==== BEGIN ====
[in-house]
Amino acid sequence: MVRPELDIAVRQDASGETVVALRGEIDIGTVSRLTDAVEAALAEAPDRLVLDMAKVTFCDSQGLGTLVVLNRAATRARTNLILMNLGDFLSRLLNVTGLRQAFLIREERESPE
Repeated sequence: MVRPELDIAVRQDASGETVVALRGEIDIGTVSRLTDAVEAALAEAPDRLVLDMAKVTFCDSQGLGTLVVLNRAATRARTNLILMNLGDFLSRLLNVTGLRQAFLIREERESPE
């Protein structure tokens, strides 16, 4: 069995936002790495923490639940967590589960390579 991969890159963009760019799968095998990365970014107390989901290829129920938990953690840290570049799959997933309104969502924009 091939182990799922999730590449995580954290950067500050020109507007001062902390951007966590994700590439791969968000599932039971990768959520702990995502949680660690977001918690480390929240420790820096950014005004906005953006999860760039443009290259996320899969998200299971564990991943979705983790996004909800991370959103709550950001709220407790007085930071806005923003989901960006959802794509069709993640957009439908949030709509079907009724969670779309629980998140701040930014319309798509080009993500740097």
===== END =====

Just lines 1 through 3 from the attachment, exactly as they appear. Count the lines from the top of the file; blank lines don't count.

[in-house]
Amino acid sequence: MVRPELDIAVRQDASGETVVALRGEIDIGTVSRLTDAVEAALAEAPDRLVLDMAKVTFCDSQGLGTLVVLNRAATRARTNLILMNLGDFLSRLLNVTGLRQAFLIREERESPE
Repeated sequence: MVRPELDIAVRQDASGETVVALRGEIDIGTVSRLTDAVEAALAEAPDRLVLDMAKVTFCDSQGLGTLVVLNRAATRARTNLILMNLGDFLSRLLNVTGLRQAFLIREERESPE